Monday, June 28, 2010

Funding retiree healthcare in the Private Sector

At the joint Senate-House hearing, the issue of funding the Postal Service's retiree health care obligation was raised by every witness.   There is near unanimity among all non-governmental stakeholders on this issue which can be summarized in four bullet points.
  1. The Postal Service cannot be a viable enterprise, maintain current service levels, pay wages at or near current levels, and price products at levels that allow mail to be a competive mode for delivering advertising, other firms of business and personal communications and parcels as long as the retiree health obligations hang over its head.  
  2. The Postal Service's obligation has been overstated by the Office of Personnel Management.
  3. The Postal Service has overpayment of its obligation for civil service pensions exceeds its obligation for retiree health benefits.  Fixing this problem would eliminate most if not all of the Postal Service's annual obligation for retiree health benefits.
  4. The only obstacle to fixing the problem is budget scoring and pay-go rules.
Delegate Norton asked the panel of postal customers, how they handle funding retiree health and pension benefits in the private sector and did not receive any clear answer to her question.   This is not because the panel did not want to answer the question but because most firms on the panel did not offer retiree health benefits or pensions.  

Today, Bloomberg reported that Ford would cover its quarterly obligation for its retiree health benefits by issuing $610 million  in shares of Ford stock and handing it over to the United Auto Workers Retiree Medical Benefits Trust.  Ford has not always used to stock as in December it made its $610 million payment in cash.  Ford has the obligation to make funds to the Trust until 2022 and prior to making payments it had an obligation of $13.2 billion most of which s funded with Ford debt that the trust holds.

The description of Ford's debt obligations to the United Auto Workers Retiree Medical Benefits Trust from its first quarter 2010 10Q is as follows:

At March 31, 2010 we had outstanding $7.1 billion in amortizing notes due to the UAW VEBA Trust made up of a non-interest bearing Amortizing Guaranteed Secured Note maturing June 30, 2022 with a par value of $6.7 billion ("Note A") and a non-interest bearing Amortizing Guaranteed Secured Note maturing June 30, 2022 with a par value of $6.5 billion ("Note B").  For Note A, we had outstanding $3.1 billion ($4.7 billion par value net of $1.6 billion unamortized discount) using an effective yield of 9.2%.  For Note B, we had outstanding $4 billion ($5.9 billion par value net of $1.9 billion unamortized discount) using an effective yield of 9.9%.  The Notes allow for prepayments on the annual scheduled principal payment dates.  The Notes are secured on a second lien basis, limited to the lesser of an aggregate $3 billion or the outstanding principal amount of obligations thereunder, with collateral securing our obligations under the Credit Agreement.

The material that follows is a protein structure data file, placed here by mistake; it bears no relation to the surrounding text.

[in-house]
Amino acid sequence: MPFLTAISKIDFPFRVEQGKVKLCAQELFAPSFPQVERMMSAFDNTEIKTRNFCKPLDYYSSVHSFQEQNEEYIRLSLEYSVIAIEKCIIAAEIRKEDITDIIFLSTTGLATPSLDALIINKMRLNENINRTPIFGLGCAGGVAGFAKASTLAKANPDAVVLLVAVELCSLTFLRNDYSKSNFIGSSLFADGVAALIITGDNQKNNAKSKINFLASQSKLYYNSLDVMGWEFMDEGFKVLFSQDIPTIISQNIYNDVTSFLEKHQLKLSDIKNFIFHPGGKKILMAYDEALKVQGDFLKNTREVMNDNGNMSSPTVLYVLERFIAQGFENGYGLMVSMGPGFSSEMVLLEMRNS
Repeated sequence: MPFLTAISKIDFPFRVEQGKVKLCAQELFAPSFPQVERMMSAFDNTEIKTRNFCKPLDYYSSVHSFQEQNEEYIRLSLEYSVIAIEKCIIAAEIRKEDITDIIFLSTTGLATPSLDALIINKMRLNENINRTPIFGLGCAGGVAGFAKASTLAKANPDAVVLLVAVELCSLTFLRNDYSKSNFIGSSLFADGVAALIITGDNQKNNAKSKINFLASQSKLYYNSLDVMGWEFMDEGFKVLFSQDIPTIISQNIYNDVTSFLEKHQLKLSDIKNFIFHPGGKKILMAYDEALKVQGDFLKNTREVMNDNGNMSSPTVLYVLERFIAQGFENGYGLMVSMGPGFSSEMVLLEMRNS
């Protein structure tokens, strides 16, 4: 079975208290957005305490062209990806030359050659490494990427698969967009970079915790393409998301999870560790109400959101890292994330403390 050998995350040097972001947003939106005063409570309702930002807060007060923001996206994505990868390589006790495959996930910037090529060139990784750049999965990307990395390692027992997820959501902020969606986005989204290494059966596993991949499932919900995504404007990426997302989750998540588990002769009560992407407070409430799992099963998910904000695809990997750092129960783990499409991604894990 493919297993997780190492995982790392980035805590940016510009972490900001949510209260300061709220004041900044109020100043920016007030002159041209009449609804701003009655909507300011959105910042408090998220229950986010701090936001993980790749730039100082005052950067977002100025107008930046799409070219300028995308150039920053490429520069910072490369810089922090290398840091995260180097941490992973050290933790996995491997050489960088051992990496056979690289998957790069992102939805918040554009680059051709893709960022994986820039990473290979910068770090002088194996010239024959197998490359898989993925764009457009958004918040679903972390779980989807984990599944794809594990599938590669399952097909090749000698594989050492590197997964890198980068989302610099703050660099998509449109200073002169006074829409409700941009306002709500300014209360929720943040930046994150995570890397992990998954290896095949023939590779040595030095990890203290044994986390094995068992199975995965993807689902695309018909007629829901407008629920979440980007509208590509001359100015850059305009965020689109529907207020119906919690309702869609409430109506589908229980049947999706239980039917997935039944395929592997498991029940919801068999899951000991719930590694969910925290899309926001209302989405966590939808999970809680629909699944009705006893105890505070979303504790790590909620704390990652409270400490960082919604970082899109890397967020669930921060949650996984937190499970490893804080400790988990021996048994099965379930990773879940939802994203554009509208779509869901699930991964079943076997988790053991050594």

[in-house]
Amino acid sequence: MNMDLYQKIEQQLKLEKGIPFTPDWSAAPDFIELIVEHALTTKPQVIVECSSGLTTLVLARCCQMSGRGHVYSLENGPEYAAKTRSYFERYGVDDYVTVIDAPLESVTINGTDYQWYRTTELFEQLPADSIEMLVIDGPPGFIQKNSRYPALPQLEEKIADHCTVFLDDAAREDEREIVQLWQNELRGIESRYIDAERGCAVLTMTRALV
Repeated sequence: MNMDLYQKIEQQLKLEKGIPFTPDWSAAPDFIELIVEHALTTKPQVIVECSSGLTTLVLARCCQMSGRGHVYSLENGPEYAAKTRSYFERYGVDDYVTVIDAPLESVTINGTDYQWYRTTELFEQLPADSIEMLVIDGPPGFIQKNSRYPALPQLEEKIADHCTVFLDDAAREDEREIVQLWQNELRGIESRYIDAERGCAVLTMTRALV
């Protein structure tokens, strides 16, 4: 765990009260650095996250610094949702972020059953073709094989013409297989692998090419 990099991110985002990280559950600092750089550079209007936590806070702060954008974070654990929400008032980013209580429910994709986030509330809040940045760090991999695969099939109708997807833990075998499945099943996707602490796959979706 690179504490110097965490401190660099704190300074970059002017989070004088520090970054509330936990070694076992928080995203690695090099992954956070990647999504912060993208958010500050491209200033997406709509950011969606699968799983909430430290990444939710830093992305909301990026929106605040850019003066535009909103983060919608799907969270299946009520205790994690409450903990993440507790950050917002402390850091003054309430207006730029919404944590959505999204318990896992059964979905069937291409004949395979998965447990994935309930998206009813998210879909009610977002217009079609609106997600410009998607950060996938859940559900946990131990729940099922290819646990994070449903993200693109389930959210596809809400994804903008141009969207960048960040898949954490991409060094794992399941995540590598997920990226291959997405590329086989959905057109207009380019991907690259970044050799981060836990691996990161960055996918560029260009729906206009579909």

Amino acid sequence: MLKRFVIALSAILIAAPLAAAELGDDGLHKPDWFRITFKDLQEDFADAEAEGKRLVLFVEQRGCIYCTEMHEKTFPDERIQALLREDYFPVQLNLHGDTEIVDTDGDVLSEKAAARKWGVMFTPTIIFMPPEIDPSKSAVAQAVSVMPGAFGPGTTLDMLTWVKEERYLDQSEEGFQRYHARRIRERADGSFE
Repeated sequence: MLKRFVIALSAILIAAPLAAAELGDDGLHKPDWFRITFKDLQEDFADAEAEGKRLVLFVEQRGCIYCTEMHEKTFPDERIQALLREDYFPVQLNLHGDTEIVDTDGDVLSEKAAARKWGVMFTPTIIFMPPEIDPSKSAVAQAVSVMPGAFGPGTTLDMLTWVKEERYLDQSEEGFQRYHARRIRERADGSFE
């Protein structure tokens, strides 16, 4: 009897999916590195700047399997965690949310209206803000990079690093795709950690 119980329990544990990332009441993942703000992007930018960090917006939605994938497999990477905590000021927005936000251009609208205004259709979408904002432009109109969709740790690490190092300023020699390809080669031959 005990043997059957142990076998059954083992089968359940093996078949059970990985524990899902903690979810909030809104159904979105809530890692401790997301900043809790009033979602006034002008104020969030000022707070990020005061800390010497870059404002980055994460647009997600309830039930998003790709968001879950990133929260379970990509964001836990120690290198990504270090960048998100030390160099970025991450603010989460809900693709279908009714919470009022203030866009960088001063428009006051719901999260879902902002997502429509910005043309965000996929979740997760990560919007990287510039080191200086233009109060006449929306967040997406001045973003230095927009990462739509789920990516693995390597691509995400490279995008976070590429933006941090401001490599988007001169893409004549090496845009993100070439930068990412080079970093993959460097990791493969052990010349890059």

Under Note B, we have the option, subject to certain conditions, of making each payment in cash, Ford Common Stock, or a combination of cash and Ford Common Stock.  Any Ford Common Stock to be delivered in satisfaction of such payment obligation is to be valued based on its volume-weighted average price per share for the 30 trading-day period ending on the second business day prior to the relevant payment date.

Ford has the obligations that it has for retiree health benefits because it agreed to the funding in return for concessions by the United Auto Workers on contract provisions. Similar obligations were made by GM and Chrysler, although both GM and Chrysler have paid a higher share of their obligation than Ford in the form of company stock.

Why would Ford use stock?  "Paying in stock means Ford could deploy the cash it saves to reduce its debt and improve its balance sheet"  Ford needs to conserve cash so that it can pay down the $31.3 billion in debt that it holds.   Ford has so much debt because it borrowed heavily in early 2008 which allowed it to avoid the structured bankruptcy fate of GM and Chrysler.   

The Postal Service has only the option of paying cash.   Privatizing the Postal Service would give it the same options that companies like GM, Ford, and Chrysler have to pay these obligations without using cash.  As long as the Postal Service remains part of the federal government, its only option will be cash payments and pay-go rules will determine how much the Postal Service and therefore employees and postal customers must pay.

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